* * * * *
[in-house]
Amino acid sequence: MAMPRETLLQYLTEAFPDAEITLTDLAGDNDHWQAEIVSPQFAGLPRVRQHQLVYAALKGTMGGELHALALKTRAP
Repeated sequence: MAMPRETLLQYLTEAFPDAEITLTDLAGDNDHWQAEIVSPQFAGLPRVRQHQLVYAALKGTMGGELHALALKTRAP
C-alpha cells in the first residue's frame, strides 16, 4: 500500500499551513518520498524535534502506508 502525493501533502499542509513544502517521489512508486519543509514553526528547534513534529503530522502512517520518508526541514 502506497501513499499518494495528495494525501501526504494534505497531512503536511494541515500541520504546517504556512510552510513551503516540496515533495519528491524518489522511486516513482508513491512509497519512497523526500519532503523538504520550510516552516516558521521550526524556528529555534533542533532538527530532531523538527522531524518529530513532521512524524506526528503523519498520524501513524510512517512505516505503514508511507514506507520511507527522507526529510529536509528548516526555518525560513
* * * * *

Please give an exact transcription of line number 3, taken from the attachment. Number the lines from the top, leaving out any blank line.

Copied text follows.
Repeated sequence: MAMPRETLLQYLTEAFPDAEITLTDLAGDNDHWQAEIVSPQFAGLPRVRQHQLVYAALKGTMGGELHALALKTRAP